by a professional recruiter providing a skilled and value-added search process of
recruiting proven to provide top talent.
The employment agencies of
the past commonly called companies on Monday morning regarding the classified ads they ran
to attract applicants. Then the agencies
would race to the nearby newspapers with ads for the job orders they received
from the companies. They were given these
job orders as a result of their promise of producing a better candidate by
recruiting versus the results from client advertising.
It is true! We can and should be selling our unique abilities
to recruit the best-qualified candidates. Our
actions should never reinforce the negative stereotype of the agencies of the past. We should be careful though to protect our
reputation as professional recruiters. We
exclaim to our clients our unique ability to penetrate source companies and recruit people
who are below the radar screen of their ads and beyond their limited sourcing skills. I
submit that if we turn our website into electronic classified ad boards we can appear to
be resorting to the very tactics we commonly condemn.
Client contacts are disturbed when paying a substantial fee to a recruiter and
discovering later the candidates were not directly recruited but rather answered an
electronic Ad. This practice is
so extensively abused and used as an easier path to candidates that many clients are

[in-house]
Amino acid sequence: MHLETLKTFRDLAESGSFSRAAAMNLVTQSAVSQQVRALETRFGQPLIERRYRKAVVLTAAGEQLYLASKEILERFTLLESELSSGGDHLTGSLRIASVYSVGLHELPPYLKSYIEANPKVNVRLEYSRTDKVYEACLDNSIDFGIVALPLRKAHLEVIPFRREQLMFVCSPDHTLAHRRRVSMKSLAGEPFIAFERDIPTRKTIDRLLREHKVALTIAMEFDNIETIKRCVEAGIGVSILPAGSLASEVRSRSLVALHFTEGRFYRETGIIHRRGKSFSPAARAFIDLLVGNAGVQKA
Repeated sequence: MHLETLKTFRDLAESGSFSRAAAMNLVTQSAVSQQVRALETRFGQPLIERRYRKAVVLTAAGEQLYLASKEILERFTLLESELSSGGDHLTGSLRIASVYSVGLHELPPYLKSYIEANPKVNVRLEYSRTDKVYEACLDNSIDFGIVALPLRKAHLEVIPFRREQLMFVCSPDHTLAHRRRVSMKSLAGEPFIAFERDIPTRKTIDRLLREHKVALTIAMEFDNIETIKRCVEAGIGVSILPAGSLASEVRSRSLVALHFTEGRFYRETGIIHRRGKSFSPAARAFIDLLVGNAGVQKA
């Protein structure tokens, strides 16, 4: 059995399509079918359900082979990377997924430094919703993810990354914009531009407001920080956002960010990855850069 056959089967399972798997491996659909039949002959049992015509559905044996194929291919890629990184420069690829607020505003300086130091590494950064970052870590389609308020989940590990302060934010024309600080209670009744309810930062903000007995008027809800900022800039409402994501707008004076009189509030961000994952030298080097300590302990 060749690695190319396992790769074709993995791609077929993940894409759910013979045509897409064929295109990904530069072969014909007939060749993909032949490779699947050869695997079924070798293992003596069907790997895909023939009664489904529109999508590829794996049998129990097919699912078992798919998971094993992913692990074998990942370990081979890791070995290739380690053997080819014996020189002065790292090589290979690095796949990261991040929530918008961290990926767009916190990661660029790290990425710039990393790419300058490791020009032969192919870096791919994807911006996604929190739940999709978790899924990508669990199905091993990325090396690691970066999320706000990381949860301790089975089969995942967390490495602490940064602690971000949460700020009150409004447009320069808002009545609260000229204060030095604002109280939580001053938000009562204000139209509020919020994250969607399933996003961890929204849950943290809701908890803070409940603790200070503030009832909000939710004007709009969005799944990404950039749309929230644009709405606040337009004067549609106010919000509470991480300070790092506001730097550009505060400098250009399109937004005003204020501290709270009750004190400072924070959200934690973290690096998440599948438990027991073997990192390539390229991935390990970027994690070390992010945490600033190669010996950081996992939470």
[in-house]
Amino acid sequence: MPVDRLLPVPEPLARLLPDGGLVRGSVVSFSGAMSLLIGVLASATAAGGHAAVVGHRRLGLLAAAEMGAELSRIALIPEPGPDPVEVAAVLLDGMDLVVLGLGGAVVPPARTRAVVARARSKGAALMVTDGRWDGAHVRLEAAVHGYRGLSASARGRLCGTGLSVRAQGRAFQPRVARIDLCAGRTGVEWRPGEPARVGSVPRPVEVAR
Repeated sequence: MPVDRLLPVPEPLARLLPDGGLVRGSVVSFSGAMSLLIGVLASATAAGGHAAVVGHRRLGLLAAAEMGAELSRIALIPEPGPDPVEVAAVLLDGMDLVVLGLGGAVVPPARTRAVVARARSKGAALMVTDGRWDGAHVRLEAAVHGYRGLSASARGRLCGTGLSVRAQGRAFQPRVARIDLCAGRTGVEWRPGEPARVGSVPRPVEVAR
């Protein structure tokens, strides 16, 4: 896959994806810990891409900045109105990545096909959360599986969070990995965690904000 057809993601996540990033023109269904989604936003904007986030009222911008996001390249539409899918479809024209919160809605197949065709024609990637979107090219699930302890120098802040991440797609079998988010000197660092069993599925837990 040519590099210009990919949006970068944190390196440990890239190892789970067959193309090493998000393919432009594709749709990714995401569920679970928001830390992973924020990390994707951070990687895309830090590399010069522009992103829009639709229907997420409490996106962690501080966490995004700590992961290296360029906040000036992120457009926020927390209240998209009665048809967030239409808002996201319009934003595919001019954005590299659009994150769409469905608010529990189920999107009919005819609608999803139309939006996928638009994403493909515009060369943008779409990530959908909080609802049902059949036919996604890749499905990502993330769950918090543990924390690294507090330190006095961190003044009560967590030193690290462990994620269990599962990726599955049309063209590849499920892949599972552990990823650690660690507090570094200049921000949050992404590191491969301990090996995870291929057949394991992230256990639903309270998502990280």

demanding to review any such job postings, whether on our website, or any of the other
major sites designed to attract applicants. Discretely
posting selected openings on a website can produce placements. However, it is highly advisable that you keep your
client aware of your actions rather than letting them learn of the posting by other means.
There are many advantages
on the Net and by virtue of computerization. First,
we should share our searches and candidates with one another, both electronically and
personally. Technology has made the sharing
process a truly profitable practice. The two
building blocks of what recruiters have to sell are time and information. Technological advances in information management
and our rapid access to current information have been a wonderful advantage to the
recruiting business. Through our own website,
we can project a desired image of ourselves. A
few years ago, our efforts to build a reputation and image were limited to the people we
The Internet does offer
many advantages to achieving excellence and competitive results in direct recruiting. Company websites are tremendously helpful in both
client development and recruiting. Our
website can offer us a great platform for attracting clients and developing an image of a
preferred provider. The resources on the
Internet are nearly unlimited. They can aid
us in rapidly obtaining relocation data, cost of living, technological insights and many
other areas of information. The Internet is
and should be a great repository of information to be shared by all. It also offers a unique forum for developing our
professional image and brand identity. I
strongly support its exploitation as a resource and advantage. There is no replacement yet for the process of
professional recruiting and executive search. The
most important positions in our client companies will continue to be filled by preferred
providers of value-added recruiting services. Sure,
companies will fill positions by surfing the Net, but these are often the same positions
filled in the past by conventional advertising means.
The Internet is not a
threat to our business. We will continue to
be the choice for recruiting top talent and the results the best-qualified candidates can
bring to our clients if we avoid the path of least resistance by surfing versus